Deep learning algorithms are used to help with market research as well as market prediction. According to an official report produced by the company, a 180-day forecast model of box office receipts for 100 films created by an iQIYI algorithm has achieved a statistically significant accuracy rate of above 80%.
Big data analytics capabilities have built a user and content database to profile iQIYI users more precisely, and deliver accurate and personalized content recommendations.
“We also guarantee that all the data shown on the website is accurate, unlike some other platforms,” says Chen, in reference to some streaming sites’ apparently inflated viewing figures. “Since we have a specific anti-data-attack system, both the audience and content providers know the real numbers, and the third-party data provider iResearch can prove it.”
So is iQIYI “China’s Netflix”, as English-language media reports so often like to claim?
“iQIYI and Netflix do have a similar model for paid online content and membership services,” Chen concedes. “However, advertising income makes up an even larger proportion of our revenue.”
In particular, iQIYI has numerous sponsored spin-offs from its programmes, as Chen explains:
If the viewers like our latest variety show Clash Bots, they can also go play our online phone game; if fans like their idols’ clothes in our show Idol Producer, they can purchase the same clothing immediately. We’re doing more than original dramas — we’re doing IP licensing, live broadcasting, online games, e-commerce, and more…
In addition, last year iQIYI began to promote “Dolphin Plan,” “Tiger Plan,” and “Swan Plan” — internal development programs that aim to dig out and cultivate new producers and actors.
“We’re building an Entertainment Ecosystem, within which we have developed a diversified monetization and commercialization model. Therefore, we consider ourselves to be ‘Netflix Plus.'”
Netflix and iQIYI are “mutual content providers,” Chen says, pointing out that the US-headquartered operation is one of several overseas partners. “We also collaborate with Hollywood film production companies and entertainment giants like Disney, Sony, Universal, and Warner, and distributors from Malaysia and Singapore.”
Although the company is now listed on the NASDAQ, “for short-term planning, we will still focus on a Chinese audience, both domestically and overseas,” says Chen. But the company is not adverse to giving its programming an international flavor.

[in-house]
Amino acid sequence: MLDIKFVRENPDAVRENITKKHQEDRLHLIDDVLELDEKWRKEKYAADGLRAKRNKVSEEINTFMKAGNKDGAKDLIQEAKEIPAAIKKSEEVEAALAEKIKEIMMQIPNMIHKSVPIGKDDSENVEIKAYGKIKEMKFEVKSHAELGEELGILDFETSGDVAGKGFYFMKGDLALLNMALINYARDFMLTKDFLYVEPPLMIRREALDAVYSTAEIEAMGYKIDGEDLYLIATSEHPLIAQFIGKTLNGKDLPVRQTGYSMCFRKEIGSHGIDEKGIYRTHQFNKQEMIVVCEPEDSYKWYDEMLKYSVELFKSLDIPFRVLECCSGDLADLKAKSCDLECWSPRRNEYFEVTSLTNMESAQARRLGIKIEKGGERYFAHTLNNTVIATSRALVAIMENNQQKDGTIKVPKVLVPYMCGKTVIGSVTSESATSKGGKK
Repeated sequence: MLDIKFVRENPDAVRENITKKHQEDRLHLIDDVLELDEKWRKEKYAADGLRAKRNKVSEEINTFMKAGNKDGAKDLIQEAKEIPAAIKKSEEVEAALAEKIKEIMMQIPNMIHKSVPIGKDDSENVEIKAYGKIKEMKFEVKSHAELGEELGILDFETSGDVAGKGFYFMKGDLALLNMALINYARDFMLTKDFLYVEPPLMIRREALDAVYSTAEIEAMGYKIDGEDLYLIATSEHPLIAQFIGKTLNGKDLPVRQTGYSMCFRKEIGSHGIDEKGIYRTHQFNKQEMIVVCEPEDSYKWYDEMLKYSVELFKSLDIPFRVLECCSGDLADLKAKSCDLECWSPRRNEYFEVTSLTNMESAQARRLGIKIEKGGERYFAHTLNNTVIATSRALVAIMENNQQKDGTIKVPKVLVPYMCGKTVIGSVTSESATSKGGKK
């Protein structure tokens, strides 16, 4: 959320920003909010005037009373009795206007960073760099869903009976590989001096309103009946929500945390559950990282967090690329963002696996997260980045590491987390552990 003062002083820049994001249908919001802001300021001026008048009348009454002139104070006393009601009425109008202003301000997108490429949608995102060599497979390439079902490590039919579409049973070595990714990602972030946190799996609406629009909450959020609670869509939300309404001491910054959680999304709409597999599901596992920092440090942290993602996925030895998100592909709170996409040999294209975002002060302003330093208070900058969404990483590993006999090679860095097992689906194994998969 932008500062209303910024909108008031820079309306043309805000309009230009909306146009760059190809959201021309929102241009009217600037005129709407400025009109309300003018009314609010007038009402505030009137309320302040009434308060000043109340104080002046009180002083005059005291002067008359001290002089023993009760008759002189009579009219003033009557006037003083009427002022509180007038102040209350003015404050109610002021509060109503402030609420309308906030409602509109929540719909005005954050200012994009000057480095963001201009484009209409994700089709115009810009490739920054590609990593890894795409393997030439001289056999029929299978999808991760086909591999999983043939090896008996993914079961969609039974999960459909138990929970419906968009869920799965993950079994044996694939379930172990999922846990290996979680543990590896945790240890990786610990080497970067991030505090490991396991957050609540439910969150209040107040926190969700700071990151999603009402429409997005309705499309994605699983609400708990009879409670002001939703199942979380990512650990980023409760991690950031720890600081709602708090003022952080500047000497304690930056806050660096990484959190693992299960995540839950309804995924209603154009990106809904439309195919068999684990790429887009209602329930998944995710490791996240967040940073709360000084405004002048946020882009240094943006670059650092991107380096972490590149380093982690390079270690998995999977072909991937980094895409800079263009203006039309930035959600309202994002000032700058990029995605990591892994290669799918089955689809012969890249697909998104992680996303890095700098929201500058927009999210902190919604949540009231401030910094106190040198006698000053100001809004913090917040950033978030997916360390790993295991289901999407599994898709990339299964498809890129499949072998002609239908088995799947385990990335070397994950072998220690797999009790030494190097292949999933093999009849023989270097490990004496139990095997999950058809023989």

On April 13, iQIYI announced that its original show The Rap of China (中国新说唱)* was officially launching its first international contestant search, inviting aspiring rappers from all over the world to participate. The show is dedicated to promoting Chinese-language rap, and was the first reality show in China to adopt a “reality-drama” production style.
Although details are yet to be released about what direction Rap of China season 2 will take following the subsequent troubles of the first season’s co-champions, another representative from iQIYI stated firmly that “from the perspective of iQIYI, The Rap of China [中国新说唱] is a brand new, different show from last year’s Rap of China [中国有嘻哈], and the former should not be seen as the second season of the latter.”
In any case, iQIYI has proven adept at pivoting in response to vague “hip hop bans” in the past, and with their rich dataset and AI-enhanced market research model, we’re sure they’ll continue producing exactly what young China wants to watch for the foreseeable future.
* Note: The English name for The Rap of China is the same as last year’s, 中国有嘻哈, but the Chinese name has changed to 中国新说唱, swapping the word for “hip hop” (xiha; 嘻哈) to the word for “rapping” (shuochang; 说唱; literally “speak singing”).
Cover image: iQIYI in Times Square
You might also like:
Will audiences be able to tell the contestants apart from the human judges? Read More
The seasoned Hong Kong-born actor takes his biggest role yet in Netflix's brand new "kung fu meets sci-fi meets Asian street food" series Wu Assassins Read More
"Foreign companies see startups as a competition, whereas Chinese see it as a war,” one VC investor says in an eye-opening new documentary Read More
Our pick of Netflix's Chinese movies and TV shows Read More
Tencent Video appears to be taking a page out of the Netflix playbook, taking steps to clamp down on password sharing Read More